Rate Your Local Police Online

March 11, 2009
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If British Prime Minister Gordon Brown has his way, every citizen in England this summer will be able to rate councils, police, childcare services, and public service delivery functions–online.
Kudos!
The BBC reported last night that Brown is frustrated private sector websites are unlike TripAdvisor and eBay, which enable anyone to rate properties and transactions. But it […]


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British PM Gordon Brown speaks to Congress in Washington

If British Prime Minister Gordon Brown has his way, every citizen in England this summer will be able to rate councils, police, childcare services, and public service delivery functions–online.

Kudos!

The BBC reported last night that Brown is frustrated private sector websites are unlike TripAdvisor and eBay, which enable anyone to rate properties and transactions. But it isn’t possible with government services, quoting Brown said the government is “much too slow to make use of the enormous democratising power of information.”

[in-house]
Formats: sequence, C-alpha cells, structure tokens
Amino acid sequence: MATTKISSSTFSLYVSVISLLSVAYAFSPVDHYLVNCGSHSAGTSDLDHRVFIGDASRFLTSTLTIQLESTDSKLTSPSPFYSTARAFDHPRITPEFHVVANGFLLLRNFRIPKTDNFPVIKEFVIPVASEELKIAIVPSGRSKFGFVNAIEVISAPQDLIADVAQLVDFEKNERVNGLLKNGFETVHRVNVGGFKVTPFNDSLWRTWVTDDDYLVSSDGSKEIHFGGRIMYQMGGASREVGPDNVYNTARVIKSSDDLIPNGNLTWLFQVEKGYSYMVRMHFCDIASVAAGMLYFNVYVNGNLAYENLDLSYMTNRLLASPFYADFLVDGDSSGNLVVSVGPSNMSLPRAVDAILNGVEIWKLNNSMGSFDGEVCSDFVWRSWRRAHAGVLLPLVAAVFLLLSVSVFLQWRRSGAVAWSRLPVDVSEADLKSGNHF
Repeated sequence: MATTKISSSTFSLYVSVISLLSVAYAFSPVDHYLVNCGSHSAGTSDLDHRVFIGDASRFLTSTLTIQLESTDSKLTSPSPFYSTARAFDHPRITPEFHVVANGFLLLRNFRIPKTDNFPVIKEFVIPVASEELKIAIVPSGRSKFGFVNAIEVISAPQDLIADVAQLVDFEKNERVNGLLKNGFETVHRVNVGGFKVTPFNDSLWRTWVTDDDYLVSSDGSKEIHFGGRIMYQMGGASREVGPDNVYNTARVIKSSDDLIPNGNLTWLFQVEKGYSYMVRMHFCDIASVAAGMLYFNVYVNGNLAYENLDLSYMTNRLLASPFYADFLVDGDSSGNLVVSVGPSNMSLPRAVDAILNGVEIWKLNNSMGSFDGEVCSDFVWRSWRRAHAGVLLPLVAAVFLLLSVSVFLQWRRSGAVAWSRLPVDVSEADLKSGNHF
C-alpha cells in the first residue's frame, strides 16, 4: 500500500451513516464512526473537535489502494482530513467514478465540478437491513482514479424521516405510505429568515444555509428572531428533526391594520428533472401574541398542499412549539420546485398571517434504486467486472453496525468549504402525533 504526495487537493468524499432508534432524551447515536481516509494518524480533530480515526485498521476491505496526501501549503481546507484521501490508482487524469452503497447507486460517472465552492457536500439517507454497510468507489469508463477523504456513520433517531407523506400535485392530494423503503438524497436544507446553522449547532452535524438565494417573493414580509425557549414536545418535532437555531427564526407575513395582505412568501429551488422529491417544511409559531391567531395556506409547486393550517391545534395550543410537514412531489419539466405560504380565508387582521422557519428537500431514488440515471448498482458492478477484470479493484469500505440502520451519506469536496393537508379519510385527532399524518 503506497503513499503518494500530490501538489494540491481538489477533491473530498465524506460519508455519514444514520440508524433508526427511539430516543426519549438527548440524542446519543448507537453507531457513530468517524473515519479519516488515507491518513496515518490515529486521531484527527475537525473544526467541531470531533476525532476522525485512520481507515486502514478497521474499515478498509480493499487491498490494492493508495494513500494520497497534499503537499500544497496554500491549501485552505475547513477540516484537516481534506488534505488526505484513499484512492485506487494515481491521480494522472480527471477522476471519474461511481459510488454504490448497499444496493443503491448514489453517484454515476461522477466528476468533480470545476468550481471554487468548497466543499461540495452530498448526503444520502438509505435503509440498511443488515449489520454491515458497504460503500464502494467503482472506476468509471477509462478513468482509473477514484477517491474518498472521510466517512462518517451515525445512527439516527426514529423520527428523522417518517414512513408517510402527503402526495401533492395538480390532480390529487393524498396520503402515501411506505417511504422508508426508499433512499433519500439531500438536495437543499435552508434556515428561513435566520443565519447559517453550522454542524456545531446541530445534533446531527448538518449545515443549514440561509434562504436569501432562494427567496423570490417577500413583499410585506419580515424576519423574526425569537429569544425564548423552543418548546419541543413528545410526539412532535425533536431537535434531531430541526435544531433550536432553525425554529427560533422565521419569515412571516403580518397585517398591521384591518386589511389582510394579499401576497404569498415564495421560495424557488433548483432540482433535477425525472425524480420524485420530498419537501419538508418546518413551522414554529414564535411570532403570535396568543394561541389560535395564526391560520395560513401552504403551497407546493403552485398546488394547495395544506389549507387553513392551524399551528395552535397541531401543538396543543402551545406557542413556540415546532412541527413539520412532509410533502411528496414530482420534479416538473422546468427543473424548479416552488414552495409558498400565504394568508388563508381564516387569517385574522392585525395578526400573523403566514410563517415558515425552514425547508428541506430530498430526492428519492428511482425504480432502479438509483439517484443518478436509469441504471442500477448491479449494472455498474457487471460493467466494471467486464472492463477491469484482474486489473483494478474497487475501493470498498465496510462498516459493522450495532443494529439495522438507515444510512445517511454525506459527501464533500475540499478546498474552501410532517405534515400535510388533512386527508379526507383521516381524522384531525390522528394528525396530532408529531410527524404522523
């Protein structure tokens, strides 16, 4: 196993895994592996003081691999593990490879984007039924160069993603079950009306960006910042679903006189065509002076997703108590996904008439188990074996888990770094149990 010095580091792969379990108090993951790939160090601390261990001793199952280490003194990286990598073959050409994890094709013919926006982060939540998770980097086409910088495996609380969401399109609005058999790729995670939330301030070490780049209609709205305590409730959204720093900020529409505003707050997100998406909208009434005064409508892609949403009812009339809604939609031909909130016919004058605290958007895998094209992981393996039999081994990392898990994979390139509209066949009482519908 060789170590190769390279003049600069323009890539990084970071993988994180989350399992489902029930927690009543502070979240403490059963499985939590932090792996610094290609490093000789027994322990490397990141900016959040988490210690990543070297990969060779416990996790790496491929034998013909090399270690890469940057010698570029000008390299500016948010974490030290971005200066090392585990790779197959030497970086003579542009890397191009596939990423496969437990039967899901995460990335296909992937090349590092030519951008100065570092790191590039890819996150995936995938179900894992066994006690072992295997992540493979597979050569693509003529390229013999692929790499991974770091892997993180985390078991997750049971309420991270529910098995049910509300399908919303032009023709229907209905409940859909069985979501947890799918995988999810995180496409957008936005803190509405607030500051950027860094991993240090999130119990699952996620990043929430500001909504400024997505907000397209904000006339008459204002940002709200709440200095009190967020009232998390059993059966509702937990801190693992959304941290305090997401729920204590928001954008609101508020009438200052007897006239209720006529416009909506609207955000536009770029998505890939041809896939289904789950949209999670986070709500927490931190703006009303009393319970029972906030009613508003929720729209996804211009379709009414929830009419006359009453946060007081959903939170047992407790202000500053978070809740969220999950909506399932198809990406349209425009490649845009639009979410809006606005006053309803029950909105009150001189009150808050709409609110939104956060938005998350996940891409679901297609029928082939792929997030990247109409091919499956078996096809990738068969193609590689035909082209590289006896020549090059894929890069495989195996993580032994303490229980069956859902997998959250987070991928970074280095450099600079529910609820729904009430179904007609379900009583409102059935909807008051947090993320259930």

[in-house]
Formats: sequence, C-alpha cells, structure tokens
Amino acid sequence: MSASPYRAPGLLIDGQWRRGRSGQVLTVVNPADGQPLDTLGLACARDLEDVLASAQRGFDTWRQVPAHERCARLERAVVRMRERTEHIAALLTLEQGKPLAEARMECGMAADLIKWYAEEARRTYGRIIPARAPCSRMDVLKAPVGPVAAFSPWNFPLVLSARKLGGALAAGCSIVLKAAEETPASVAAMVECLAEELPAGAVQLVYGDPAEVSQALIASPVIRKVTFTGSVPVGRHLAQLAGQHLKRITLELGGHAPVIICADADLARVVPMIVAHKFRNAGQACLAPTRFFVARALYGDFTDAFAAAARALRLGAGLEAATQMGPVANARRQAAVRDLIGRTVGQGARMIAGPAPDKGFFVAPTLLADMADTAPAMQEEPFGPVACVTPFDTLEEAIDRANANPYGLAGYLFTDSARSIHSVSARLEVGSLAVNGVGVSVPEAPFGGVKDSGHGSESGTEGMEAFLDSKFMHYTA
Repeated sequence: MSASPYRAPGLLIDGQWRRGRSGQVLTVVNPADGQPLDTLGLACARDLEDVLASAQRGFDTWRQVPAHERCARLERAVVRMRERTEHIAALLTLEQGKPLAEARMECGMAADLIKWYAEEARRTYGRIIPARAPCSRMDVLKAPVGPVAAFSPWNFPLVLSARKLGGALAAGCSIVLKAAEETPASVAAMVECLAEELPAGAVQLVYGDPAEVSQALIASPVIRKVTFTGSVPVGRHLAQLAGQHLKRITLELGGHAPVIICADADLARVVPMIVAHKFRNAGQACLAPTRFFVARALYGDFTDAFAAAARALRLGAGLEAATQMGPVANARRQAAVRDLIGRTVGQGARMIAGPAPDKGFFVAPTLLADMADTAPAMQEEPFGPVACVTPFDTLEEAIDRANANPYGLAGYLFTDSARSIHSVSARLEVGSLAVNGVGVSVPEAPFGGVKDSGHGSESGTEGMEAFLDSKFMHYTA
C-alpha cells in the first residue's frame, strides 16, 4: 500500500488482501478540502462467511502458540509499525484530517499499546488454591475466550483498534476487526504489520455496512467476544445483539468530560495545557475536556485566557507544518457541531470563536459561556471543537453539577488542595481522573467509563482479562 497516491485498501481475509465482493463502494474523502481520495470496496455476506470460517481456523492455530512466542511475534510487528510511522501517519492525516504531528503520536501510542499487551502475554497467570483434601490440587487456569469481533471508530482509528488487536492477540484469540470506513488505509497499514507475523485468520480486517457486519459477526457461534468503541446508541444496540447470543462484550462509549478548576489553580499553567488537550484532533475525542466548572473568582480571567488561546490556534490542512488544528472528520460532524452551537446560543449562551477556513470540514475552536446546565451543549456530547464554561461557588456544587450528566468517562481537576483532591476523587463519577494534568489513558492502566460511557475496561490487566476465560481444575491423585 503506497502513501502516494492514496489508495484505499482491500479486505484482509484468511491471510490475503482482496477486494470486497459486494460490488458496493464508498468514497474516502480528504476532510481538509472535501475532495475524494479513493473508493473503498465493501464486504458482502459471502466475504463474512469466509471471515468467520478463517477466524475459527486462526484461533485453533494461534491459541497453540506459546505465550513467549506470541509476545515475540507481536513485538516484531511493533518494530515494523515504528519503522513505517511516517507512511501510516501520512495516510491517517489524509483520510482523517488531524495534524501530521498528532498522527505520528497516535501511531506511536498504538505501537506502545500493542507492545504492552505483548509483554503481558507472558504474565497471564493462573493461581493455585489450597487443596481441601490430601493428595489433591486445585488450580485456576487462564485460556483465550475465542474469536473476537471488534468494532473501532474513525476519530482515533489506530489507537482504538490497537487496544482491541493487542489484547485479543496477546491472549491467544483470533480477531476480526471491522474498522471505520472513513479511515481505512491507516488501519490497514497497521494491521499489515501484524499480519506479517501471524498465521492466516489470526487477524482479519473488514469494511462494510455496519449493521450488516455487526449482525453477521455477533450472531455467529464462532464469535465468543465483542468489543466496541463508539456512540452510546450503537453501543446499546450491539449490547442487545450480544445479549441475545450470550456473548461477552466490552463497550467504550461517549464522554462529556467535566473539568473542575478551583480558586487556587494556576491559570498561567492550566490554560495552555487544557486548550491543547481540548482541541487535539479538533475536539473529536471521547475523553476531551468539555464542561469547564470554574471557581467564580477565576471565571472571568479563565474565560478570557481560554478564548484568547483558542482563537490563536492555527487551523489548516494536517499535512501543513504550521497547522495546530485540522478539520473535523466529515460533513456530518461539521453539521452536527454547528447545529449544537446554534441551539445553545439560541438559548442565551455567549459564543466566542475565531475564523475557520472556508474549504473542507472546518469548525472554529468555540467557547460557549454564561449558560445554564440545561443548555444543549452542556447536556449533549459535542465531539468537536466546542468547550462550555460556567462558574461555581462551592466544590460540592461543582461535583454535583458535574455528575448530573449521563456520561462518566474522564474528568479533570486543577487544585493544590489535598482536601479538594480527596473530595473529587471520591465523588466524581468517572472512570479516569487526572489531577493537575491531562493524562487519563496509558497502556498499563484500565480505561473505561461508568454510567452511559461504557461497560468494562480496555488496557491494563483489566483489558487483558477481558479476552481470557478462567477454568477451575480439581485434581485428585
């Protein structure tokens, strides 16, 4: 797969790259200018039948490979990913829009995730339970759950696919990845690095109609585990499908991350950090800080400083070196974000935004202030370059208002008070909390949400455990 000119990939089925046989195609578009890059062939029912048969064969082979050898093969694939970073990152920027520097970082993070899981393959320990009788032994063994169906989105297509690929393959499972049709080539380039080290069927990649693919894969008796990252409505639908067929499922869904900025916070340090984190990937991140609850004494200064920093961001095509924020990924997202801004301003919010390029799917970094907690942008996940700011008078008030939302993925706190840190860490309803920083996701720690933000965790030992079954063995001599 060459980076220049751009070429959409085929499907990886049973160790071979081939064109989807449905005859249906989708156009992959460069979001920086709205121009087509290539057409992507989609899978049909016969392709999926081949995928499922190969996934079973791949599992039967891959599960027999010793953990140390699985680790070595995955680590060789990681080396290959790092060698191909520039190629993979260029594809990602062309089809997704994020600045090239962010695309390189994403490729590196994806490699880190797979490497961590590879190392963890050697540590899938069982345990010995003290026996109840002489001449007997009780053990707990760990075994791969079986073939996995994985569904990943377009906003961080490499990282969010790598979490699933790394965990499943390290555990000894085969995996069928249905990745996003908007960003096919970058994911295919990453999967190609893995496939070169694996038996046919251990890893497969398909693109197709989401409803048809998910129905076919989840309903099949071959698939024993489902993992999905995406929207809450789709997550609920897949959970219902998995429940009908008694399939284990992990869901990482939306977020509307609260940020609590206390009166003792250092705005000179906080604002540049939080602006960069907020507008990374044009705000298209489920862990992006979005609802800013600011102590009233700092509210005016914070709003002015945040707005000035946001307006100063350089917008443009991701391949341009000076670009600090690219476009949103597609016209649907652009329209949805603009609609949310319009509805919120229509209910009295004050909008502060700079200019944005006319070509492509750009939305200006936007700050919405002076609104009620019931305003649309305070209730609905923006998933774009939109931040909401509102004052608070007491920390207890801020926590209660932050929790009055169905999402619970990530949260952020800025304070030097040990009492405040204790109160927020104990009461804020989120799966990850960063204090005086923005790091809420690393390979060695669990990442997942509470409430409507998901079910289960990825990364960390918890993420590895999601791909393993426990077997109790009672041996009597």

Observing the Obama Administration rolling out new websites and new contact forms, I see the content is the same drab boringness:

  • HealthReform.gov allows you to fill in your email address and write to your heart’s content, complaining or suggesting ways to improve services.
  • Recovery.gov asks for more required fields, but otherwise offers the same ability to provide feedback on how government spending is helping the economy.
  • WhiteHouse.gov has yet another standard contact form, if you opt to email the President.

What if the US could be more like Britain–or at least like eBay? Or, does the President have any tricks up his sleeve to enable citizen feedback in the form of ratings and reviews, not mere contact forms?

Hat tip to British blogger Paul Evans for the BBC link. Perhaps he says it best about rating the reputation of government “to break out of the cycle in which one bad news story about a council on a national news medium can trump all of one’s experience of local services.”


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